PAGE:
U.S. Immigration and Customs Enforcement (ICE) is now conducting an investigation into the allegations contained in the EIA’s report. Roseburg told Mongabay in a statement that it was a “cooperating witness” in the investigation, that it had had no knowledge of any illegal activity by the importing companies, and that it had carried out due diligence on the legality of the timber.

Logging roads are often a first step toward deforestation, as seen here in the Congo Basin for slash-and-burn agriculture. Photo by John C. Cannon
Logging roads are often a first step toward deforestation, as seen here in the Congo Basin for slash-and-burn agriculture. Photo by John C. Cannon

“Roseburg did take proactive steps to confirm that the okoumé supply chain complied with the Lacey Act,” corporate communications director Rebecca Taylor said in a statement. “[We] engaged third-party experts DoubleHelix Tracking Technologies to evaluate the importers’ compliance and to perform on-site, in-person audits of their supply chains.”

But Handy said they had not been sufficiently thorough in their checks.

“Roseburg knew they were high-risk countries — Congo is perceived as the 15th most corrupt country on Earth — and they told us, ‘Well, that’s the reason why we keep Evergreen between [us and the suppliers in Africa], because if anything happens, that’s going to be on them,’” Handy said.

Since the allegations surfaced, Roseburg has suspended the sale and manufacturing of its Breckenridge siding as well as its relationship with both Evergreen and Cornerstone.

In addition to the investigation in the U.S., which Handy said she was hopeful would result in prosecutions, the EIA is also waiting to see what happens in Gabon and the ROC as a result of its revelations.

“We feel something may happen in Gabon,” Handy said. “Last year, Gabon had a major crackdown on illegal logging, and it resulted in 13 companies paying fines of some $14 million. This had never been done in the Congo Basin before. An NGO we collaborate with over there has brought the report to the attention of the Ministry of Forestry, so perhaps the same level of action may happen again.”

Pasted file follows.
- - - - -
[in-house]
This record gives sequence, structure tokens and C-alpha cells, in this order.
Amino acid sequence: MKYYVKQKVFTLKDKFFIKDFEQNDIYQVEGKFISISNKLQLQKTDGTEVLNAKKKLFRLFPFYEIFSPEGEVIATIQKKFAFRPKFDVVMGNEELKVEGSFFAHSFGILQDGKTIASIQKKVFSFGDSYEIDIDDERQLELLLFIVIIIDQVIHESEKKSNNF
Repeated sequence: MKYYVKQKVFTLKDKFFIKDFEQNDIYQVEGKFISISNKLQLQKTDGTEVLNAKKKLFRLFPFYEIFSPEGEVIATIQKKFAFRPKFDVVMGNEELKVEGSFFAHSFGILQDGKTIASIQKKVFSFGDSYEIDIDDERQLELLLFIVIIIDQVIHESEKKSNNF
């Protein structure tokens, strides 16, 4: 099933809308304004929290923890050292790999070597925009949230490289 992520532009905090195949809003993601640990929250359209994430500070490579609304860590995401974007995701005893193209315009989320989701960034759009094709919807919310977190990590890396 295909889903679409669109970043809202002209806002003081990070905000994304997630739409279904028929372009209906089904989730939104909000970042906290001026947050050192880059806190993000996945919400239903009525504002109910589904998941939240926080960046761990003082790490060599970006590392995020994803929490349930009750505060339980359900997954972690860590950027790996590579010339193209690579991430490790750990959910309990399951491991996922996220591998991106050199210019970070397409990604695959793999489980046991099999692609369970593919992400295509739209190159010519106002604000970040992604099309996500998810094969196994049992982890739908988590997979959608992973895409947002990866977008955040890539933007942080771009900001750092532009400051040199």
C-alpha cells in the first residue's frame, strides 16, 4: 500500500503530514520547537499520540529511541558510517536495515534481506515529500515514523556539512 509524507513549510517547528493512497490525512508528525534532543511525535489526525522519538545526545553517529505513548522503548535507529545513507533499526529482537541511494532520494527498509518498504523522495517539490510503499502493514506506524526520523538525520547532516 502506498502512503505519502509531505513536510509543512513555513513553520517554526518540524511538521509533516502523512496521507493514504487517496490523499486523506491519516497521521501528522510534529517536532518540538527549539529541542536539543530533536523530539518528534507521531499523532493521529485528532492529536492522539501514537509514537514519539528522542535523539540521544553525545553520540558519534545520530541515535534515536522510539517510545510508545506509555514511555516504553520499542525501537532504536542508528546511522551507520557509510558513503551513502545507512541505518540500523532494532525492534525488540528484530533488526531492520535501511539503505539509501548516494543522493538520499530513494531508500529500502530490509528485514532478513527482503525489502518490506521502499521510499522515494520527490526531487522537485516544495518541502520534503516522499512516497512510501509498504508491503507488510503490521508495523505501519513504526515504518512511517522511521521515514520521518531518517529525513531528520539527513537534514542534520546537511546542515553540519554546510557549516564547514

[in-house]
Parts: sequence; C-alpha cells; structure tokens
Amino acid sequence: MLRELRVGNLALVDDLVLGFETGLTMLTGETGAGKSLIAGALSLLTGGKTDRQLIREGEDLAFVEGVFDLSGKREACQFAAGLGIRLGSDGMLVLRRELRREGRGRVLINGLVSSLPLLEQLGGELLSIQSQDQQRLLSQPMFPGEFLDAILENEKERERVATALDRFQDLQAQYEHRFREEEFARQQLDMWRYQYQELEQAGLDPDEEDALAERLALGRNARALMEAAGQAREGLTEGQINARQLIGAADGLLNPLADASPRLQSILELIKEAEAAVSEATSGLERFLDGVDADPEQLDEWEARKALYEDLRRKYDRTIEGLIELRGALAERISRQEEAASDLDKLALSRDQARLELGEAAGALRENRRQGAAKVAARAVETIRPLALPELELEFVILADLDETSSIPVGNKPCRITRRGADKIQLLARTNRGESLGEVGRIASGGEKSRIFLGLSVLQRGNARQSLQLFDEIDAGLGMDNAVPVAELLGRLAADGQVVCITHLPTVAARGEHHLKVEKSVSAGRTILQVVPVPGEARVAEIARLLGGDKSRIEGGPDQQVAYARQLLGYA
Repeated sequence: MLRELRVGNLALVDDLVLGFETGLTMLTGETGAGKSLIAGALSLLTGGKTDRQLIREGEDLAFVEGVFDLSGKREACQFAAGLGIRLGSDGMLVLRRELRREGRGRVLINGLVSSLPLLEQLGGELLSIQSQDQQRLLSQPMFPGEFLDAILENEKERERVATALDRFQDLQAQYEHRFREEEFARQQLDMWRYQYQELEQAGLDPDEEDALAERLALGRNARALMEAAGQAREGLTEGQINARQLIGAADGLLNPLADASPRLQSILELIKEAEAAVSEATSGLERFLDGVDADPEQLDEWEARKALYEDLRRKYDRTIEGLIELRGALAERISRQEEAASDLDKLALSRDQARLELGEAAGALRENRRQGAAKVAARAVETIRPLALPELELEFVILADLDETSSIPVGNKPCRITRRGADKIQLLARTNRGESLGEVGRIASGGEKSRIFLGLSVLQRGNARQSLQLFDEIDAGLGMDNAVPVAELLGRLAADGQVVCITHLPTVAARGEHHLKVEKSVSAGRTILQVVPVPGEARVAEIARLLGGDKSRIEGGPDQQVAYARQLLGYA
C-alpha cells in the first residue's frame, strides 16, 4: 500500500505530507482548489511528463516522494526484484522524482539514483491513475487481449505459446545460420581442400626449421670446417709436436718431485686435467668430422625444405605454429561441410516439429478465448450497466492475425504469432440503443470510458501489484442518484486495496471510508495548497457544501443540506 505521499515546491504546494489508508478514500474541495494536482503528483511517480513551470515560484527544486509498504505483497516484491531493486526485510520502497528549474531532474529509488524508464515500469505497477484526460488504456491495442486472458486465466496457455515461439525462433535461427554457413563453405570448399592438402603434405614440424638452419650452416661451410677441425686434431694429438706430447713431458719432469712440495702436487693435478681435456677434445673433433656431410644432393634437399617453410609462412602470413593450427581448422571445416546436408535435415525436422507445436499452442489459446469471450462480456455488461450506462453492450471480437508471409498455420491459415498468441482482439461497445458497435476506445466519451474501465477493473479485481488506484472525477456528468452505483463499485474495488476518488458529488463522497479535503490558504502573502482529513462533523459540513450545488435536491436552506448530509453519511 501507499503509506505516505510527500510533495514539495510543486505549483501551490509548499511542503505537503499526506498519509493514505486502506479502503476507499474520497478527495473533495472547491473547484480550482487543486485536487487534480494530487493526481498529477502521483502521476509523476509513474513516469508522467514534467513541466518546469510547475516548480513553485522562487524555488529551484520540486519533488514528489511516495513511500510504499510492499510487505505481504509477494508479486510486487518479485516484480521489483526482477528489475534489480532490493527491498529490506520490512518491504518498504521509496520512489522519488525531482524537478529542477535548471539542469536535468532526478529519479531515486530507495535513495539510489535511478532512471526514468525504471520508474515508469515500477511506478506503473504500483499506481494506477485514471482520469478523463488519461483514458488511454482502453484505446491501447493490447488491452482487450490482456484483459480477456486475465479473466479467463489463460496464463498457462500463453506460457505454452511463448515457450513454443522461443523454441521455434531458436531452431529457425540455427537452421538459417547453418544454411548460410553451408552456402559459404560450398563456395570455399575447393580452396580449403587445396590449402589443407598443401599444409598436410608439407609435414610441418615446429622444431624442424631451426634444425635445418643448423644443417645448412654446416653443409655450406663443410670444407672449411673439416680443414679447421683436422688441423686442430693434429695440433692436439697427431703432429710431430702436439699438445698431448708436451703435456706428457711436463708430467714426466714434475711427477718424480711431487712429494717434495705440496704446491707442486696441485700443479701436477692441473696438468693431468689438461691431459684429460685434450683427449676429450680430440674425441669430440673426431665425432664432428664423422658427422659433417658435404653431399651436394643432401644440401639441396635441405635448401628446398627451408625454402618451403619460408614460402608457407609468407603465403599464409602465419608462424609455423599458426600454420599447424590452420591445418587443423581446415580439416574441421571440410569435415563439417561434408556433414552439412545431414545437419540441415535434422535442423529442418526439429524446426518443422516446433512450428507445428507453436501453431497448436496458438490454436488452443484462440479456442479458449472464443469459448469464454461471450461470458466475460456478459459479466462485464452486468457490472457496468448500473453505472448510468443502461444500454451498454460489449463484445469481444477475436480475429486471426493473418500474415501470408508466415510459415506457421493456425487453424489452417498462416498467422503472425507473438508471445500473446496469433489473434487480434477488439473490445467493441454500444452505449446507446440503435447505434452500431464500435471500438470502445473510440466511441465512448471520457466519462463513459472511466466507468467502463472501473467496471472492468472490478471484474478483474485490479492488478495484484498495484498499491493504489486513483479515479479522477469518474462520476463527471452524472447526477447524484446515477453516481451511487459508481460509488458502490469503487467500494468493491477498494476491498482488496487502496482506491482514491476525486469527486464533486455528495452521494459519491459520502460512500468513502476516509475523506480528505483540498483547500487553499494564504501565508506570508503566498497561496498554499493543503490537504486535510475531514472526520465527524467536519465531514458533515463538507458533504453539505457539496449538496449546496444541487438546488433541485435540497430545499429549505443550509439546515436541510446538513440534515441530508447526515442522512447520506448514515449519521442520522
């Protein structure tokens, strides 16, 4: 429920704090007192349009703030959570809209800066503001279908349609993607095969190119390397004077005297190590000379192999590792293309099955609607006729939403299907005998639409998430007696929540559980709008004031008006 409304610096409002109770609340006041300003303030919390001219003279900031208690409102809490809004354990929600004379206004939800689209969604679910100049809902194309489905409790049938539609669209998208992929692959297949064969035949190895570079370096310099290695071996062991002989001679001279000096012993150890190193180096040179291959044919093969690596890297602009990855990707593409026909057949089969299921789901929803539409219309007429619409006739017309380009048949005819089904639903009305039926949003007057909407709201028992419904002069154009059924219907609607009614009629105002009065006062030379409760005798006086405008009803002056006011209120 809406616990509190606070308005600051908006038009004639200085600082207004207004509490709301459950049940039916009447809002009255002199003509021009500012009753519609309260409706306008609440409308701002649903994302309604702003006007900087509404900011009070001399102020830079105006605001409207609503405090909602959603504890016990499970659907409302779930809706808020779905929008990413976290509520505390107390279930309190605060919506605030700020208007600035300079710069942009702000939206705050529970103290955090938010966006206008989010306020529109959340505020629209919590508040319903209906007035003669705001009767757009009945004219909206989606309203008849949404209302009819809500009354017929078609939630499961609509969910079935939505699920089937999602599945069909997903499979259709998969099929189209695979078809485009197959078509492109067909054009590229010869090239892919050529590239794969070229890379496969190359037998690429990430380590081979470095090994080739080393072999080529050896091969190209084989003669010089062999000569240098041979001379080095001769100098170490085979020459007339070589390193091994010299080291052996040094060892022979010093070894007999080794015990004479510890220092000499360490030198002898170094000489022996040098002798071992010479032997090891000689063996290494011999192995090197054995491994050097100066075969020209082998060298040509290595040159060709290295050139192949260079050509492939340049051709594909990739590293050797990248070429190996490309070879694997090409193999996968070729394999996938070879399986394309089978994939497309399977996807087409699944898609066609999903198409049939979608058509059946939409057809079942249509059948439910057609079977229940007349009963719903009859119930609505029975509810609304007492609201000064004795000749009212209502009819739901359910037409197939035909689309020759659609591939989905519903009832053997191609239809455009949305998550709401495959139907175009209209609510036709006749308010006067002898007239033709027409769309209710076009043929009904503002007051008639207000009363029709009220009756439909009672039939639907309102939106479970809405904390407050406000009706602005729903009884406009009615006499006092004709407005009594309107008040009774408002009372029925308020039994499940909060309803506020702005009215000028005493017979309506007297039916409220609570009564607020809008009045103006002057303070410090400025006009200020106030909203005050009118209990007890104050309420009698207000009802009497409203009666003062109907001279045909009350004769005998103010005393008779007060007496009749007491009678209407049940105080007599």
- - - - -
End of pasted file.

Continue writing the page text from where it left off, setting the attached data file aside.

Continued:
The ROC does not have the same record of addressing illegal logging as Gabon, but given that it has a Voluntary Partnership Agreement with the EU to address it, Handy said she was hopeful that some pressure could be applied on the government to clean up the industry. The EIA has also handed its report to major donors to West Africa, including the World Bank, USAID and the U.K.’s Department for International Development.

Simon Counsell, director of the Rainforest Foundation, told Mongabay that the EIA report reflected how much of the process of obtaining and operating logging concessions across the Congo Basin was “opaque and corrupt.”

“It points to the need for much stronger anti-illegality measures within, for example, the EU Timber Regulation and Lacey Act, such that they take into account the logging concession allocation process, not just the trade from it once it’s already operating,” Counsell said.

Banner image: The Republic of the Congo’s forests are part of the vast Congo Basin rainforest – second only to the Amazon in size. Photo by Rhett A. Butler.

About the reporter: James Fair is a wildlife conservation and environmental journalist based in England. You can find him on Twitter at @Jamesfairwild